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One hundred years after the First World War, boundaries established after the armistice at the "eleventh hour of the eleventh day of the eleventh month" still shape many of today's conflicts. From ISIS's invasion of Mosul to Boko Haram's kidnapping of schoolgirls, GlobalPost co-founder Charles Sennott journeys from Iraq to Nigeria to the Balkans to Northern Ireland and the Holy Land to see how WWI's history lives on, the lessons learned — and far too often not learned.

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A poppy is left on a a wall displaying the names of the missing on the Menin Gate Memorial in Ypres, Belguim. The Commonwealth War Grave Commission manages 956 cemeteries in Belguim and France, which bear witness to the heavy human sacrifice made on the Western Front during the First World War and Second World War. (Matt Cardy/Getty Images)

What we can learn from the Great War and the 'Petty Peace that followed'

Commentary: Many of the crises we face today follow from what was done — and not done — after ‘the eleventh hour’ ended World War I.

H.G. Wells called it “The War That Will End War,” which it certainly wasn’t. Woodrow Wilson said it would “make the world safe for democracy,” which it didn’t. And what Wells called the “Petty Peace that followed” failed to bring a new world order that could preserve peace. 

The Great War, which began 100 years ago, ended on the 11th hour of the 11th day of the 11th month in 1918 and was the most geopolitically destructive event of the 20th century.

This generation has its own sea of troubles, conflicts, and crises with multiple attempts at resolution around the world. The second round of talks on ending the war in Syria ended in deadlock last week in Geneva, and the talks on Iran’s nuclear program are resuming this week in Vienna. It is a time of active diplomacy, but not necessarily effective diplomacy.

And there are many lessons to be learned from studying the history of World War I. Indeed, many of the conflicts and crises we face today follow from what was done — and not done — after ‘the eleventh hour’ ended the great cataclysm of World War I from 1914-1918.

What if the Paris Peace Conference that followed the war had dealt with the remains of the Ottoman Empire differently, not giving Syria to the French and Palestine and Iraq to the British? What if Zionism and Arab nationalism had been handled differently before they came to such loggerheads?

What if Britain and Russia had not divided up Iran into their own spheres of influence? And what if colonized peoples in Africa and Asia had begun preparing for independence in 1919, rather than letting colonialism rattle on through numerous wars to its death throes through the 20th century?

As historian Margaret MacMillian put it: World War I “toppled governments, humbled the mighty and upturned whole societies. In Russia the revolutions of 1917 replaced Tsarism with what no one yet knew. At the end of the war Austria-Hungary vanished, leaving a hole at the center of Europe. The Ottoman Empire, with its vast holdings in the Middle East and its bit of Europe, was almost done. Imperial Germany was now a republic. Old nations, Poland, Lithuania, Estonia, Latvia- came out of history to live again, and new nations, Yugoslavia, and Czechoslovakia — struggled to be born.”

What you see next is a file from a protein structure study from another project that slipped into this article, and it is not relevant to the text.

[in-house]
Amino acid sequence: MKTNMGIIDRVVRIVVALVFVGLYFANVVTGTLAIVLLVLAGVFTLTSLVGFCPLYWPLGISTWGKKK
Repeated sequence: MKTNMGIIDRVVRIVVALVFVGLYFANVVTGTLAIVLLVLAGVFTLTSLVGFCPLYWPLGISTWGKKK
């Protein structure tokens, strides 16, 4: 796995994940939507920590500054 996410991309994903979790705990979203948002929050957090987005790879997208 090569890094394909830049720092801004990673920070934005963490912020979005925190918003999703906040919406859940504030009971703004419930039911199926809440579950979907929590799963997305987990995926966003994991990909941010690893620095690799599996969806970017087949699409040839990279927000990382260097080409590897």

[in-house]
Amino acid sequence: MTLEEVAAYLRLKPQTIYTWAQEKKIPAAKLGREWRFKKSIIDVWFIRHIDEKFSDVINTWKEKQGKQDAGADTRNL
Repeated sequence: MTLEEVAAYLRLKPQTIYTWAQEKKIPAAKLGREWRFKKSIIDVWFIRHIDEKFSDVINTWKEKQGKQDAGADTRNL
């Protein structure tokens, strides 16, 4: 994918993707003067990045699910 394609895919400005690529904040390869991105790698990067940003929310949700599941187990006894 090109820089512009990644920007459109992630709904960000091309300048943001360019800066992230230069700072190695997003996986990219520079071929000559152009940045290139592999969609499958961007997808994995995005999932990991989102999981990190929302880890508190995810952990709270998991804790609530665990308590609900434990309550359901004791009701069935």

Economic power inexorably fled the continent forever and shifted across the Atlantic to the United States.

World War II may have confronted greater evils, killed more people, and brought far greater destruction over vaster territories. But with few exceptions national boundaries stayed the same when it was over. The Allies made sure that the losers regained their economic health, rather than imposing crippling reparations as was done after the Great War. Japan even got to keep its emperor.

By contrast World War I swept away kings and ancient empires and challenged the very foundations of Western civilization.

The years leading up to World War I had seen great rivalry over who would feast most on the dying Ottoman Empire and the weaker states of North Africa. The crises over Bosnia and Morocco brought rising tensions between Russian, British, French, German, and Austro-Hungarian interests. Italy went to war to wrest Libya from the Ottomans in 1911. The newly hatched chicks of the dying Ottoman hen, Serbia, Bulgaria, Romania, and Albania, fought two Balkan wars over their shares in 1911 and 1913.

Otto von Bismarck had predicted that the next war would start over “some damned foolish thing in the Balkans,” and when the heir to the Austrian throne was assassinated in Sarajevo, and Austria set about to crush Serbia, the great German chancellor was proven right.

A system of military alliances bound the great powers together, and like so many climbers tied together, they all fell into the crevasse.

Domestically the pre-World War I years were not the bright, sun-lit uplands as portrayed in films. Industrialization was causing ever-increasing labor strife that led many countries to fear revolution.

Another factor was the nationalism that had risen in the 19th century coupled with the new power of public opinion. Nationalism made ruling the polyglot empires of Austria-Hungary and Russia difficult to rule. Different language groups and ethnicities all wanted their independence and freedoms. Even Great Britain, in the